Friday, February 17, 2012

Review: Supergirl #6


Supergirl #6 came out this week and was a big turning point in the life of this new incarnation of Supergirl. I suppose each issue so far has had its life changing moments for this Kara, but this issue had that point, the point where she decides to defend Earth and become a hero and for me that makes it the most crucial issue in the arc so far. She was a fork in the road, so to speak, and she chose a direction.

As we have read in lots of interviews with writers Michael Green and Mike Johnson, the whole Supergirl origin isn't going to be a simple history told in a couple of pages. It is going to be a mystery a riddle, wrapped in a mystery, inside an enigma. We are going to learn some things, but that new knowledge is only going to lead to new mysteries. So despite learning more about Supergirl's past and her family here, there are clues that make me puzzle all the more. And that's a good thing I suppose.

And the art remains at its usual fantastic level. I have said here before, 'big moments need big art' and Asrar does it in a couple of key places. That said, there were a few too many splash and double splash pages here for moments which might not merit such a spread. Still, Asrar continues to knock it out of the park.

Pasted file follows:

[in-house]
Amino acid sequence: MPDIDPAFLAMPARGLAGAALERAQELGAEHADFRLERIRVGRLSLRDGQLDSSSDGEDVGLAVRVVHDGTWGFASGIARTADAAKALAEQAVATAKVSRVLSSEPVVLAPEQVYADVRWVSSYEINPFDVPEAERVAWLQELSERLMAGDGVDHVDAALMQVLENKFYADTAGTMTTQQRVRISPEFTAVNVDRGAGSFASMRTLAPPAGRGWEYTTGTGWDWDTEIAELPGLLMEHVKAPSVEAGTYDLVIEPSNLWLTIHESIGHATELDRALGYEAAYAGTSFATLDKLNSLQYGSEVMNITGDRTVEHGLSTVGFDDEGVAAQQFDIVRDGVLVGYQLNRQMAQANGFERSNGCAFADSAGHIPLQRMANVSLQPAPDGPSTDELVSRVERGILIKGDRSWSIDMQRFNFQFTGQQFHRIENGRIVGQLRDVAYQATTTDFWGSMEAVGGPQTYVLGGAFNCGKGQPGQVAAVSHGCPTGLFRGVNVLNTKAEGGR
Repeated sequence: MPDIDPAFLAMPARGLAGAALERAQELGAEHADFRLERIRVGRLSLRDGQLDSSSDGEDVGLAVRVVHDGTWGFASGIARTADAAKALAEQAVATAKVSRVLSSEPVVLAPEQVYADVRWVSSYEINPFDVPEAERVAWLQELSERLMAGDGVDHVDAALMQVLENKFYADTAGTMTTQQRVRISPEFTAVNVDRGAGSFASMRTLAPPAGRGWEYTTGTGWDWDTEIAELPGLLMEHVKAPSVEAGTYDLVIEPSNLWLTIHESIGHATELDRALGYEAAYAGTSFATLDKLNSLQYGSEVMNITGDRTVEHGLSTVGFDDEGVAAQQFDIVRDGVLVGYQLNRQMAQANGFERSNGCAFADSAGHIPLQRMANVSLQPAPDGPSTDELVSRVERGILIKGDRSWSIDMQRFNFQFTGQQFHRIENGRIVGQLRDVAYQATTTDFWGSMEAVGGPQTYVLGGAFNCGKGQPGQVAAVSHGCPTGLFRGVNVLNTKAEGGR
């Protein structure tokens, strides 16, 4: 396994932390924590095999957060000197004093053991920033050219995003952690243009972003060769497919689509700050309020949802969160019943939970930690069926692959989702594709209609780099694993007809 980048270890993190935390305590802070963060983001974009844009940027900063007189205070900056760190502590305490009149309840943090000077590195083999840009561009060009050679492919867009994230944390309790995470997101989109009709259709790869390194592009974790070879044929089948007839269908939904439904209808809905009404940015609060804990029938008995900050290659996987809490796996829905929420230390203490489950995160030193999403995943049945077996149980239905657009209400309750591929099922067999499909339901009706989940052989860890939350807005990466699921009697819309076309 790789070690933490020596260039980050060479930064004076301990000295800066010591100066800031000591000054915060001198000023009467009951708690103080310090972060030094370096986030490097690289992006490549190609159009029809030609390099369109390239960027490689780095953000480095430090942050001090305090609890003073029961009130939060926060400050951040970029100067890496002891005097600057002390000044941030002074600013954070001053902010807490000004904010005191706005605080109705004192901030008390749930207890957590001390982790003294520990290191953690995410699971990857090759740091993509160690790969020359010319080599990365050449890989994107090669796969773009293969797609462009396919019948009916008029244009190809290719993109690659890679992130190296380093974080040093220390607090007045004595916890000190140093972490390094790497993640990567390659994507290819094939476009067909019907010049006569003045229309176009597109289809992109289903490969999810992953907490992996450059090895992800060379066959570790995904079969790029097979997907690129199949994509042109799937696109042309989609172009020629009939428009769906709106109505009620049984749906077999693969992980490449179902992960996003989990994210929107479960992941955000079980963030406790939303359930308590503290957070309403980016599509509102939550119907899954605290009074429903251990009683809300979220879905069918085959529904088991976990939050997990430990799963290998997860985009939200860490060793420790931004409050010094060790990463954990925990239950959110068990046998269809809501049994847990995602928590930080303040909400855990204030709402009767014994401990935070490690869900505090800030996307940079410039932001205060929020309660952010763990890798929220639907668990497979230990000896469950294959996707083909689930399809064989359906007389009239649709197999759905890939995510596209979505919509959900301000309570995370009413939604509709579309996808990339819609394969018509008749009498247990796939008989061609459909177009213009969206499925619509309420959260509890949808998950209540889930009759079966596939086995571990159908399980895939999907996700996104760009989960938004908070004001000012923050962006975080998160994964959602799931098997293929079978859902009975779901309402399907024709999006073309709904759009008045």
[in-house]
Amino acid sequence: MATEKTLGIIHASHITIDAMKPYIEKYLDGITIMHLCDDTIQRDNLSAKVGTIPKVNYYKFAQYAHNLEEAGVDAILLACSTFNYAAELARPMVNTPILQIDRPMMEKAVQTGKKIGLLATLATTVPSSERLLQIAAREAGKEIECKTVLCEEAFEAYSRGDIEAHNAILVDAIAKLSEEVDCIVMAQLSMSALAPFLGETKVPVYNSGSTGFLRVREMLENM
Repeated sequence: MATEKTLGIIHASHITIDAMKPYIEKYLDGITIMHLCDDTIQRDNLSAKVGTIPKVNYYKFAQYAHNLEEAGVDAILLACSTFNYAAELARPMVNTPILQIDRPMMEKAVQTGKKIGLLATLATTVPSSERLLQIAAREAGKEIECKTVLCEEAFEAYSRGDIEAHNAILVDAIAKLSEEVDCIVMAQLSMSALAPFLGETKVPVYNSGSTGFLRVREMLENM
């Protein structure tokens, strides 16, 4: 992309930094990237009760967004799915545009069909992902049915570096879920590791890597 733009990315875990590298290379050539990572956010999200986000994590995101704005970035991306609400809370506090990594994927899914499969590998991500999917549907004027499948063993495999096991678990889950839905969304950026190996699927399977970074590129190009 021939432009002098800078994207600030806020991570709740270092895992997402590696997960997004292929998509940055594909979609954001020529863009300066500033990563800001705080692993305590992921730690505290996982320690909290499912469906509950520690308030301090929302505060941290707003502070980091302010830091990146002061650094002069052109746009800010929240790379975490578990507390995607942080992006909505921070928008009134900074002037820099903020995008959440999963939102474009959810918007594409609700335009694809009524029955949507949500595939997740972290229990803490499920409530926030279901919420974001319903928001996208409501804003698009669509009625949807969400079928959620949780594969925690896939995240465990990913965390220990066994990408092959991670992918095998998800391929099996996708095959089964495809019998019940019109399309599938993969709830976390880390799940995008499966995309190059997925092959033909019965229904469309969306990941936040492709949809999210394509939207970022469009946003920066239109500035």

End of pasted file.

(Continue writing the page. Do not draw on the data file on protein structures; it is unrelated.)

The book starts with Kara remembering her time on Argo, preparing for her final trials. Here she is sparring with some combat bot, trying to knock it down but failing. And not only failing, but being chided for her poor technique. At first I thought this trial (and Kara's earlier conversation about Zor-El and battlebots) made me think that this was something of a military culture preparing warriors. But the robot says that many think the physical trials are a vestige of a time past. So it is interesting. Maybe it's like the Presidential Physical Fitness Award we all needed to pass in elementary school?

I was delighted when Zor-El stops the fight sequence so Kara can study like the scientist she is. Kara Zor-El has always been a scientist, even being part of that guild in Gates' run, so I am glad that Green and Johnson are continuing that part of her persona. But the bigger mystery is that Zor is stopping it, despite the robot saying Alura wants Kara to continue to train. In the glimpses of Zor and from Kara's thoughts, I suspected he was the one pushing the combat stuff on her. Maybe it's Alura?

That said, it might be his science which created the World Killers?


While Kara is pinned to the wall in Argo, Reign arrives on Earth, at the feet of the Statue of Liberty. We even briefly meet a young girl from Ireland who has to be the new Silver Banshee.